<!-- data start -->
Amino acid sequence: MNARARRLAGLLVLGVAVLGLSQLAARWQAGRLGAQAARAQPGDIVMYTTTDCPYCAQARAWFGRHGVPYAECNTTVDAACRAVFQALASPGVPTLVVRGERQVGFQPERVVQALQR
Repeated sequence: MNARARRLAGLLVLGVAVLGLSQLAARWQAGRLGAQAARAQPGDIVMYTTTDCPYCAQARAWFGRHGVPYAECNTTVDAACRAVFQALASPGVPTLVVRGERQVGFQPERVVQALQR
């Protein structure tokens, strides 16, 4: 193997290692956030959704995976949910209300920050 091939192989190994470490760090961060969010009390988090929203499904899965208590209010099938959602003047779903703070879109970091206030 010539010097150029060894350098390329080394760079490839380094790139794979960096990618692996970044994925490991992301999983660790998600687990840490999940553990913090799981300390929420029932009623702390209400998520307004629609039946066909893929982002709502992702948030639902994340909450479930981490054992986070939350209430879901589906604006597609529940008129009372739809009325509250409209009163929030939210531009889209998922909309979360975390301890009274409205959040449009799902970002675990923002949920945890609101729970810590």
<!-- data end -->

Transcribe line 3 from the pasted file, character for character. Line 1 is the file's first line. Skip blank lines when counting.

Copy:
């Protein structure tokens, strides 16, 4: 193997290692956030959704995976949910209300920050 091939192989190994470490760090961060969010009390988090929203499904899965208590209010099938959602003047779903703070879109970091206030 010539010097150029060894350098390329080394760079490839380094790139794979960096990618692996970044994925490991992301999983660790998600687990840490999940553990913090799981300390929420029932009623702390209400998520307004629609039946066909893929982002709502992702948030639902994340909450479930981490054992986070939350209430879901589906604006597609529940008129009372739809009325509250409209009163929030939210531009889209998922909309979360975390301890009274409205959040449009799902970002675990923002949920945890609101729970810590």